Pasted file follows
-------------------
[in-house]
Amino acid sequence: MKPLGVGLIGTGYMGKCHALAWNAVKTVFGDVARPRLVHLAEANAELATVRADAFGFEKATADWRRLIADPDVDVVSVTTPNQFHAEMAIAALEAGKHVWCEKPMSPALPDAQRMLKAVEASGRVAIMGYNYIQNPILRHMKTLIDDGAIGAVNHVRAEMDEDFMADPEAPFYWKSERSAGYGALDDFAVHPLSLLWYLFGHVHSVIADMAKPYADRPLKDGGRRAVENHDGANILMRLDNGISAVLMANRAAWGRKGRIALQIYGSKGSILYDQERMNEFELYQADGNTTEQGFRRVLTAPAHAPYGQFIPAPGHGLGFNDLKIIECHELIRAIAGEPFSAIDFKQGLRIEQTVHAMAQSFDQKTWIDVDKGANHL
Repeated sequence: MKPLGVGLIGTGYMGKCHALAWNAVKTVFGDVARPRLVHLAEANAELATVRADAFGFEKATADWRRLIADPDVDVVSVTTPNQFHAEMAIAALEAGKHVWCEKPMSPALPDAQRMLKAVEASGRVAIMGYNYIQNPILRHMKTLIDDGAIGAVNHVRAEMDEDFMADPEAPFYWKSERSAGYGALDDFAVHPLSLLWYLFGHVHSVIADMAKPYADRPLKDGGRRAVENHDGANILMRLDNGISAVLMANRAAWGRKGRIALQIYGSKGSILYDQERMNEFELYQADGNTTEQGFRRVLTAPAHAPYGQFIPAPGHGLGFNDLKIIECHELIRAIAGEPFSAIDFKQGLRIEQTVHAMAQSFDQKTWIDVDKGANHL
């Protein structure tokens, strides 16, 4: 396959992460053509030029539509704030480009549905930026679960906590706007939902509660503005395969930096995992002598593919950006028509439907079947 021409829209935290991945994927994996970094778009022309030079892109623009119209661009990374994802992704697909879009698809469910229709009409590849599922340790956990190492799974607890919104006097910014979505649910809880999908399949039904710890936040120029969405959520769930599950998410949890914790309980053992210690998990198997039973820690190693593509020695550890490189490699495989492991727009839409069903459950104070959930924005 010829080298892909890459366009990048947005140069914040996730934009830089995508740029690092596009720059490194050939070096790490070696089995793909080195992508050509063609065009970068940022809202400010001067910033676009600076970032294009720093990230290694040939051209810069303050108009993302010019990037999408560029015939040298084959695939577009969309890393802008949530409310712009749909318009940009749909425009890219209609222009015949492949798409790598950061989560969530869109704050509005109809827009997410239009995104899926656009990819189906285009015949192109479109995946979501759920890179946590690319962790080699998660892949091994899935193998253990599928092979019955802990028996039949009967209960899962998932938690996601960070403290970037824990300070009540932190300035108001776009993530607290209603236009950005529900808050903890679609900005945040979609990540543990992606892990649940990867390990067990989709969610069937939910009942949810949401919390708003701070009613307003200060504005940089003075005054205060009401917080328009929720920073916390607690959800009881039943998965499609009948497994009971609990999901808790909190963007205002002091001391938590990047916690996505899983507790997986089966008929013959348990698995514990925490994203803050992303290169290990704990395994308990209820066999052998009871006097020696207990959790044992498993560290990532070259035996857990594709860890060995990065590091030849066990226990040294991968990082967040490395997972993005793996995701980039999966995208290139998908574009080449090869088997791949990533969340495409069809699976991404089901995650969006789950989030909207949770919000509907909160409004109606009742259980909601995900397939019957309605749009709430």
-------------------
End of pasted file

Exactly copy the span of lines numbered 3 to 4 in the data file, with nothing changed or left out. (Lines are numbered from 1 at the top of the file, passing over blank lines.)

Repeated sequence: MKPLGVGLIGTGYMGKCHALAWNAVKTVFGDVARPRLVHLAEANAELATVRADAFGFEKATADWRRLIADPDVDVVSVTTPNQFHAEMAIAALEAGKHVWCEKPMSPALPDAQRMLKAVEASGRVAIMGYNYIQNPILRHMKTLIDDGAIGAVNHVRAEMDEDFMADPEAPFYWKSERSAGYGALDDFAVHPLSLLWYLFGHVHSVIADMAKPYADRPLKDGGRRAVENHDGANILMRLDNGISAVLMANRAAWGRKGRIALQIYGSKGSILYDQERMNEFELYQADGNTTEQGFRRVLTAPAHAPYGQFIPAPGHGLGFNDLKIIECHELIRAIAGEPFSAIDFKQGLRIEQTVHAMAQSFDQKTWIDVDKGANHL
């Protein structure tokens, strides 16, 4: 396959992460053509030029539509704030480009549905930026679960906590706007939902509660503005395969930096995992002598593919950006028509439907079947 021409829209935290991945994927994996970094778009022309030079892109623009119209661009990374994802992704697909879009698809469910229709009409590849599922340790956990190492799974607890919104006097910014979505649910809880999908399949039904710890936040120029969405959520769930599950998410949890914790309980053992210690998990198997039973820690190693593509020695550890490189490699495989492991727009839409069903459950104070959930924005 010829080298892909890459366009990048947005140069914040996730934009830089995508740029690092596009720059490194050939070096790490070696089995793909080195992508050509063609065009970068940022809202400010001067910033676009600076970032294009720093990230290694040939051209810069303050108009993302010019990037999408560029015939040298084959695939577009969309890393802008949530409310712009749909318009940009749909425009890219209609222009015949492949798409790598950061989560969530869109704050509005109809827009997410239009995104899926656009990819189906285009015949192109479109995946979501759920890179946590690319962790080699998660892949091994899935193998253990599928092979019955802990028996039949009967209960899962998932938690996601960070403290970037824990300070009540932190300035108001776009993530607290209603236009950005529900808050903890679609900005945040979609990540543990992606892990649940990867390990067990989709969610069937939910009942949810949401919390708003701070009613307003200060504005940089003075005054205060009401917080328009929720920073916390607690959800009881039943998965499609009948497994009971609990999901808790909190963007205002002091001391938590990047916690996505899983507790997986089966008929013959348990698995514990925490994203803050992303290169290990704990395994308990209820066999052998009871006097020696207990959790044992498993560290990532070259035996857990594709860890060995990065590091030849066990226990040294991968990082967040490395997972993005793996995701980039999966995208290139998908574009080449090869088997791949990533969340495409069809699976991404089901995650969006789950989030909207949770919000509907909160409004109606009742259980909601995900397939019957309605749009709430």